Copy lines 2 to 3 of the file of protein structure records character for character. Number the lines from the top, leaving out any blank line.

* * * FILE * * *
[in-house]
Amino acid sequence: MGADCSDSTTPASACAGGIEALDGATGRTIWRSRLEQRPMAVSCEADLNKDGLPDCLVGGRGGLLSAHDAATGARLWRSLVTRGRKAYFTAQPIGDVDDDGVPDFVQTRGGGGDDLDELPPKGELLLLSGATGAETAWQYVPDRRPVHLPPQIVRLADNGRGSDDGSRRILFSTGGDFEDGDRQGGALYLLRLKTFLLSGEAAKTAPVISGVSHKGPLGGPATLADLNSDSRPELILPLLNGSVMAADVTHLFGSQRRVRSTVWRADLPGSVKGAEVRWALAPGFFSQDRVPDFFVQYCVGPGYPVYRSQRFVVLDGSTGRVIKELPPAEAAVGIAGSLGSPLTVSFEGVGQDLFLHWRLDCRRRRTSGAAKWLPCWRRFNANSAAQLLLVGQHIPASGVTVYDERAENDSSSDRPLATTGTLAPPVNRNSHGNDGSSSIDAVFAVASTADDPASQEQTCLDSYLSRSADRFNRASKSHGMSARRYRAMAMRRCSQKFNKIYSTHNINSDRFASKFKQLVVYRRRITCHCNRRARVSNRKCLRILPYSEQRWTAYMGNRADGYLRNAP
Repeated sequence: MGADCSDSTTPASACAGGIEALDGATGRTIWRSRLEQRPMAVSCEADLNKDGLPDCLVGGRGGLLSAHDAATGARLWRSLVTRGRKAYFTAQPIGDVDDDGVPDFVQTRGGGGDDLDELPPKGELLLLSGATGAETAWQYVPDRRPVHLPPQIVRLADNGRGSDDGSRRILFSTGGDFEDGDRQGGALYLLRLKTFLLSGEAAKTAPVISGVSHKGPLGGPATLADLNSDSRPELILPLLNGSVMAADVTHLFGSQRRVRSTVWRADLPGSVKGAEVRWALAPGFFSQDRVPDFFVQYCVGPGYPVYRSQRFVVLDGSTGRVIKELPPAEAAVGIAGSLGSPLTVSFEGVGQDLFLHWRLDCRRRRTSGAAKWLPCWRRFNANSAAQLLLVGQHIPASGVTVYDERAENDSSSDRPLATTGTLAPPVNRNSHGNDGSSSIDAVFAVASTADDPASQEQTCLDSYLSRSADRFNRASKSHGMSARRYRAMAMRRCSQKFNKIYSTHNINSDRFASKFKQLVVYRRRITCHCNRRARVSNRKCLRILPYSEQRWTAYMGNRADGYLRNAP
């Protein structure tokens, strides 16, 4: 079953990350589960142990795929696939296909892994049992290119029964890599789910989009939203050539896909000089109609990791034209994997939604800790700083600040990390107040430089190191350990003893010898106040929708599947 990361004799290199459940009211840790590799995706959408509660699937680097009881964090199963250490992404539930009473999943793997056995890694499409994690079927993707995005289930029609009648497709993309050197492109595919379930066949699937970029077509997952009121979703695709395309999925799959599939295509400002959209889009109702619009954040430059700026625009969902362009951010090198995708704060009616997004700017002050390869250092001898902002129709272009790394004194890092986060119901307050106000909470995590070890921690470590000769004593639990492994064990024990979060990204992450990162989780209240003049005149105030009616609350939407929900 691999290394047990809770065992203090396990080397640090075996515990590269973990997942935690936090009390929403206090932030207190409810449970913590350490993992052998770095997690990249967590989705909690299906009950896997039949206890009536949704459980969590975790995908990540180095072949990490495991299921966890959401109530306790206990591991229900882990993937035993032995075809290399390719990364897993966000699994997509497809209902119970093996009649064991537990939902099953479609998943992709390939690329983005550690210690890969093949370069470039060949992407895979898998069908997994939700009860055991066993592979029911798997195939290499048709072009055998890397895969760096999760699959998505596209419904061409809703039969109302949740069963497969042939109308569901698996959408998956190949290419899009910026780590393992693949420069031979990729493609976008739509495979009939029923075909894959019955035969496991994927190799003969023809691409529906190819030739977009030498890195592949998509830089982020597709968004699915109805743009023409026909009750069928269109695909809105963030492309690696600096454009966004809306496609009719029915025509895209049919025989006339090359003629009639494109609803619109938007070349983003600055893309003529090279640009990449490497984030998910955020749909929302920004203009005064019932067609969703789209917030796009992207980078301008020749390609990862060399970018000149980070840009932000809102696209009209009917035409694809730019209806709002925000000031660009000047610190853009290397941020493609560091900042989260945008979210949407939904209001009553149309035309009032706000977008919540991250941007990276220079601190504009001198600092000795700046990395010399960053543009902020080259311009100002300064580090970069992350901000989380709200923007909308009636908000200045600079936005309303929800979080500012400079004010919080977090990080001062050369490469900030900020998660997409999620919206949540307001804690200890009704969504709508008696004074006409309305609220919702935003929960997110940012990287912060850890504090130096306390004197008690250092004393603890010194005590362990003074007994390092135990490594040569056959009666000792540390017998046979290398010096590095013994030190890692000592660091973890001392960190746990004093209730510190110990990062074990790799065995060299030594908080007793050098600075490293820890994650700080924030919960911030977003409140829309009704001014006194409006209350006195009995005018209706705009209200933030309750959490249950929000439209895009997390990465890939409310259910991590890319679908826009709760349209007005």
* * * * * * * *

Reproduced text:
Amino acid sequence: MGADCSDSTTPASACAGGIEALDGATGRTIWRSRLEQRPMAVSCEADLNKDGLPDCLVGGRGGLLSAHDAATGARLWRSLVTRGRKAYFTAQPIGDVDDDGVPDFVQTRGGGGDDLDELPPKGELLLLSGATGAETAWQYVPDRRPVHLPPQIVRLADNGRGSDDGSRRILFSTGGDFEDGDRQGGALYLLRLKTFLLSGEAAKTAPVISGVSHKGPLGGPATLADLNSDSRPELILPLLNGSVMAADVTHLFGSQRRVRSTVWRADLPGSVKGAEVRWALAPGFFSQDRVPDFFVQYCVGPGYPVYRSQRFVVLDGSTGRVIKELPPAEAAVGIAGSLGSPLTVSFEGVGQDLFLHWRLDCRRRRTSGAAKWLPCWRRFNANSAAQLLLVGQHIPASGVTVYDERAENDSSSDRPLATTGTLAPPVNRNSHGNDGSSSIDAVFAVASTADDPASQEQTCLDSYLSRSADRFNRASKSHGMSARRYRAMAMRRCSQKFNKIYSTHNINSDRFASKFKQLVVYRRRITCHCNRRARVSNRKCLRILPYSEQRWTAYMGNRADGYLRNAP
Repeated sequence: MGADCSDSTTPASACAGGIEALDGATGRTIWRSRLEQRPMAVSCEADLNKDGLPDCLVGGRGGLLSAHDAATGARLWRSLVTRGRKAYFTAQPIGDVDDDGVPDFVQTRGGGGDDLDELPPKGELLLLSGATGAETAWQYVPDRRPVHLPPQIVRLADNGRGSDDGSRRILFSTGGDFEDGDRQGGALYLLRLKTFLLSGEAAKTAPVISGVSHKGPLGGPATLADLNSDSRPELILPLLNGSVMAADVTHLFGSQRRVRSTVWRADLPGSVKGAEVRWALAPGFFSQDRVPDFFVQYCVGPGYPVYRSQRFVVLDGSTGRVIKELPPAEAAVGIAGSLGSPLTVSFEGVGQDLFLHWRLDCRRRRTSGAAKWLPCWRRFNANSAAQLLLVGQHIPASGVTVYDERAENDSSSDRPLATTGTLAPPVNRNSHGNDGSSSIDAVFAVASTADDPASQEQTCLDSYLSRSADRFNRASKSHGMSARRYRAMAMRRCSQKFNKIYSTHNINSDRFASKFKQLVVYRRRITCHCNRRARVSNRKCLRILPYSEQRWTAYMGNRADGYLRNAP